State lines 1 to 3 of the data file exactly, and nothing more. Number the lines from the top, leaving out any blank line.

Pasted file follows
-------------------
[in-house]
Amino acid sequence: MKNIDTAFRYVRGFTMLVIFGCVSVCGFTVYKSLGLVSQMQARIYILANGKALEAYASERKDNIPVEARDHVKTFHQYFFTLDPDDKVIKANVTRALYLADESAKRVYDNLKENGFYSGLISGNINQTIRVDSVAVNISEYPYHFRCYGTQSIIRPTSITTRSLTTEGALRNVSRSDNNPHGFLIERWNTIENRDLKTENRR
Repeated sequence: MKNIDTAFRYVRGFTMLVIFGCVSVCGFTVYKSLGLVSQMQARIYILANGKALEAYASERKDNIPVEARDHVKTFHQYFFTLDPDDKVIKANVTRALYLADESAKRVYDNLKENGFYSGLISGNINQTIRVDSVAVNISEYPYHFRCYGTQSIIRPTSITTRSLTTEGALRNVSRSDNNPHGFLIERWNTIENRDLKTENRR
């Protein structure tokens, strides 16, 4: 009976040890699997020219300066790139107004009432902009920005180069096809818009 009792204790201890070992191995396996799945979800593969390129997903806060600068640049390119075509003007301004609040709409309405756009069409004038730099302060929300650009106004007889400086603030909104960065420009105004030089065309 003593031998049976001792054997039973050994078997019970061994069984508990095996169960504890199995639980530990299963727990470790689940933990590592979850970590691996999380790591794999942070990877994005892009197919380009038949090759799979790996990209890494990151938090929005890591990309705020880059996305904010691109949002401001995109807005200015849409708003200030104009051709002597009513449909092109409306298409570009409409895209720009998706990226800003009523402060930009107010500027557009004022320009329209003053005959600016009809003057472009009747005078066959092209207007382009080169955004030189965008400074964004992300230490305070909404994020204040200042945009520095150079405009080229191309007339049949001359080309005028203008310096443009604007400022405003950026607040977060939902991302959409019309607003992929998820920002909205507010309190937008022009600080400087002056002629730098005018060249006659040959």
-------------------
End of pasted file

[in-house]
Amino acid sequence: MKNIDTAFRYVRGFTMLVIFGCVSVCGFTVYKSLGLVSQMQARIYILANGKALEAYASERKDNIPVEARDHVKTFHQYFFTLDPDDKVIKANVTRALYLADESAKRVYDNLKENGFYSGLISGNINQTIRVDSVAVNISEYPYHFRCYGTQSIIRPTSITTRSLTTEGALRNVSRSDNNPHGFLIERWNTIENRDLKTENRR
Repeated sequence: MKNIDTAFRYVRGFTMLVIFGCVSVCGFTVYKSLGLVSQMQARIYILANGKALEAYASERKDNIPVEARDHVKTFHQYFFTLDPDDKVIKANVTRALYLADESAKRVYDNLKENGFYSGLISGNINQTIRVDSVAVNISEYPYHFRCYGTQSIIRPTSITTRSLTTEGALRNVSRSDNNPHGFLIERWNTIENRDLKTENRR